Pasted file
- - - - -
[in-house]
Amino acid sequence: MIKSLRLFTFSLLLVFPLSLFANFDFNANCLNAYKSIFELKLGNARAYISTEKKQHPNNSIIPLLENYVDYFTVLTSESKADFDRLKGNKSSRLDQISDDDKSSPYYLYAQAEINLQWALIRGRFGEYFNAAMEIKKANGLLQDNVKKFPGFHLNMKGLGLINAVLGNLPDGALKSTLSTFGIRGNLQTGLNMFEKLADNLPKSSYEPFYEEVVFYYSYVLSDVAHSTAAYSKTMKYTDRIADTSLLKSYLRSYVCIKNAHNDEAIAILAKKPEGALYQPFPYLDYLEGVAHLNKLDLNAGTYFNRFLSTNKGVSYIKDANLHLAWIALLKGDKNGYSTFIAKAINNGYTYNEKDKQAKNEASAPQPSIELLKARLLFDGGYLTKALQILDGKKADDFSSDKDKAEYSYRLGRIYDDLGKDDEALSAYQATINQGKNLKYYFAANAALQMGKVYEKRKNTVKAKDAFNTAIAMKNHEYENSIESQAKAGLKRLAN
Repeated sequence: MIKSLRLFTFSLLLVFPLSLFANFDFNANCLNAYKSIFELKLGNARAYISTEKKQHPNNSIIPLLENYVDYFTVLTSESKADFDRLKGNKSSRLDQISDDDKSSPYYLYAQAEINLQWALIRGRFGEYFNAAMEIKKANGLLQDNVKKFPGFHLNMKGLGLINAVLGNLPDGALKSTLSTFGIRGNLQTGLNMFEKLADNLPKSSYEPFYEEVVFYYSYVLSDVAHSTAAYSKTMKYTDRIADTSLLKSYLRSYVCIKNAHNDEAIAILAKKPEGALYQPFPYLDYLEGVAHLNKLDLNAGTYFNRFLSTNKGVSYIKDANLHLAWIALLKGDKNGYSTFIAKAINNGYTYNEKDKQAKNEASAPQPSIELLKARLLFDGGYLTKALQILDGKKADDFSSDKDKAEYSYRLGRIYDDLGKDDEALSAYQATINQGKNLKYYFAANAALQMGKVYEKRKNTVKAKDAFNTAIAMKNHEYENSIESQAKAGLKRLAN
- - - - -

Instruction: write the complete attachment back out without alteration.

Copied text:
[in-house]
Amino acid sequence: MIKSLRLFTFSLLLVFPLSLFANFDFNANCLNAYKSIFELKLGNARAYISTEKKQHPNNSIIPLLENYVDYFTVLTSESKADFDRLKGNKSSRLDQISDDDKSSPYYLYAQAEINLQWALIRGRFGEYFNAAMEIKKANGLLQDNVKKFPGFHLNMKGLGLINAVLGNLPDGALKSTLSTFGIRGNLQTGLNMFEKLADNLPKSSYEPFYEEVVFYYSYVLSDVAHSTAAYSKTMKYTDRIADTSLLKSYLRSYVCIKNAHNDEAIAILAKKPEGALYQPFPYLDYLEGVAHLNKLDLNAGTYFNRFLSTNKGVSYIKDANLHLAWIALLKGDKNGYSTFIAKAINNGYTYNEKDKQAKNEASAPQPSIELLKARLLFDGGYLTKALQILDGKKADDFSSDKDKAEYSYRLGRIYDDLGKDDEALSAYQATINQGKNLKYYFAANAALQMGKVYEKRKNTVKAKDAFNTAIAMKNHEYENSIESQAKAGLKRLAN
Repeated sequence: MIKSLRLFTFSLLLVFPLSLFANFDFNANCLNAYKSIFELKLGNARAYISTEKKQHPNNSIIPLLENYVDYFTVLTSESKADFDRLKGNKSSRLDQISDDDKSSPYYLYAQAEINLQWALIRGRFGEYFNAAMEIKKANGLLQDNVKKFPGFHLNMKGLGLINAVLGNLPDGALKSTLSTFGIRGNLQTGLNMFEKLADNLPKSSYEPFYEEVVFYYSYVLSDVAHSTAAYSKTMKYTDRIADTSLLKSYLRSYVCIKNAHNDEAIAILAKKPEGALYQPFPYLDYLEGVAHLNKLDLNAGTYFNRFLSTNKGVSYIKDANLHLAWIALLKGDKNGYSTFIAKAINNGYTYNEKDKQAKNEASAPQPSIELLKARLLFDGGYLTKALQILDGKKADDFSSDKDKAEYSYRLGRIYDDLGKDDEALSAYQATINQGKNLKYYFAANAALQMGKVYEKRKNTVKAKDAFNTAIAMKNHEYENSIESQAKAGLKRLAN